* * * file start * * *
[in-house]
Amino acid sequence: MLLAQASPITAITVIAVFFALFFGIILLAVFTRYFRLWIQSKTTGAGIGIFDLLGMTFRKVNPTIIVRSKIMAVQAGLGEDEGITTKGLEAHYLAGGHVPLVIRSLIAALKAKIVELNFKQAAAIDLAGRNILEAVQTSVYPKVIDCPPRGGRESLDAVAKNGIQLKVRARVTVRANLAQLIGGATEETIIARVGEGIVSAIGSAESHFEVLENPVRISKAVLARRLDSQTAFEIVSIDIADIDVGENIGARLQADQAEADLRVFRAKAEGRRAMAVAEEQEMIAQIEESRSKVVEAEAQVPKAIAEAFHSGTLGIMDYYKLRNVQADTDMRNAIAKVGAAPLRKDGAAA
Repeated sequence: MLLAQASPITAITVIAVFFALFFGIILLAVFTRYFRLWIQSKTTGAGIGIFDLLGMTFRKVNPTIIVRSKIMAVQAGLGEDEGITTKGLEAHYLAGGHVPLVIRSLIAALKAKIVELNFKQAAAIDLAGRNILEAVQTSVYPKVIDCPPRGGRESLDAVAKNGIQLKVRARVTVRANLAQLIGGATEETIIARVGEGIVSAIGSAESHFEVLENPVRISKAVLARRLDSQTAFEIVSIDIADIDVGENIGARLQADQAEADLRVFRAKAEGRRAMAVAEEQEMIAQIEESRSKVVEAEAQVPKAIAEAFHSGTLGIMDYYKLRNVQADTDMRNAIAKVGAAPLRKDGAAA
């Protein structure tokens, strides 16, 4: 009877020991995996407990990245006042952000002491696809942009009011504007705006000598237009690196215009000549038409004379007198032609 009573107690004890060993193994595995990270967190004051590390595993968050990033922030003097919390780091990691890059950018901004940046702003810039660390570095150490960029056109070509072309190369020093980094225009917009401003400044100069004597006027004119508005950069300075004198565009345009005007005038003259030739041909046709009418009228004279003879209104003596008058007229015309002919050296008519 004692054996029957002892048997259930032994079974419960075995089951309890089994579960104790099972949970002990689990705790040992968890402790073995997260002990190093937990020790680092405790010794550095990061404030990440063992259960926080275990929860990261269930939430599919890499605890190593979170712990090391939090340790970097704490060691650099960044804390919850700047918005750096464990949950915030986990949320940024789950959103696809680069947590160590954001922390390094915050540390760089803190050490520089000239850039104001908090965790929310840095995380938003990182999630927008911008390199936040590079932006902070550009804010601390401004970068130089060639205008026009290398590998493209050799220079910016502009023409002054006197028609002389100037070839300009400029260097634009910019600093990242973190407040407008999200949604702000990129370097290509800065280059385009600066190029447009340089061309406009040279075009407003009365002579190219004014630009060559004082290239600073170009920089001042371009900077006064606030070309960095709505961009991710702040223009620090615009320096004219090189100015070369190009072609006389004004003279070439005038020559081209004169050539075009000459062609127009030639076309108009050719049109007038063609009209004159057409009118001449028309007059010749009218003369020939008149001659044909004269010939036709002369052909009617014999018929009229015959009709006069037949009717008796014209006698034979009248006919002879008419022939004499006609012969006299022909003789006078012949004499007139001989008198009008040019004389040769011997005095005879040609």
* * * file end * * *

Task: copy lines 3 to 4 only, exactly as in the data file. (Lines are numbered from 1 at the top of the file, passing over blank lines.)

Repeated sequence: MLLAQASPITAITVIAVFFALFFGIILLAVFTRYFRLWIQSKTTGAGIGIFDLLGMTFRKVNPTIIVRSKIMAVQAGLGEDEGITTKGLEAHYLAGGHVPLVIRSLIAALKAKIVELNFKQAAAIDLAGRNILEAVQTSVYPKVIDCPPRGGRESLDAVAKNGIQLKVRARVTVRANLAQLIGGATEETIIARVGEGIVSAIGSAESHFEVLENPVRISKAVLARRLDSQTAFEIVSIDIADIDVGENIGARLQADQAEADLRVFRAKAEGRRAMAVAEEQEMIAQIEESRSKVVEAEAQVPKAIAEAFHSGTLGIMDYYKLRNVQADTDMRNAIAKVGAAPLRKDGAAA
């Protein structure tokens, strides 16, 4: 009877020991995996407990990245006042952000002491696809942009009011504007705006000598237009690196215009000549038409004379007198032609 009573107690004890060993193994595995990270967190004051590390595993968050990033922030003097919390780091990691890059950018901004940046702003810039660390570095150490960029056109070509072309190369020093980094225009917009401003400044100069004597006027004119508005950069300075004198565009345009005007005038003259030739041909046709009418009228004279003879209104003596008058007229015309002919050296008519 004692054996029957002892048997259930032994079974419960075995089951309890089994579960104790099972949970002990689990705790040992968890402790073995997260002990190093937990020790680092405790010794550095990061404030990440063992259960926080275990929860990261269930939430599919890499605890190593979170712990090391939090340790970097704490060691650099960044804390919850700047918005750096464990949950915030986990949320940024789950959103696809680069947590160590954001922390390094915050540390760089803190050490520089000239850039104001908090965790929310840095995380938003990182999630927008911008390199936040590079932006902070550009804010601390401004970068130089060639205008026009290398590998493209050799220079910016502009023409002054006197028609002389100037070839300009400029260097634009910019600093990242973190407040407008999200949604702000990129370097290509800065280059385009600066190029447009340089061309406009040279075009407003009365002579190219004014630009060559004082290239600073170009920089001042371009900077006064606030070309960095709505961009991710702040223009620090615009320096004219090189100015070369190009072609006389004004003279070439005038020559081209004169050539075009000459062609127009030639076309108009050719049109007038063609009209004159057409009118001449028309007059010749009218003369020939008149001659044909004269010939036709002369052909009617014999018929009229015959009709006069037949009717008796014209006698034979009248006919002879008419022939004499006609012969006299022909003789006078012949004499007139001989008198009008040019004389040769011997005095005879040609």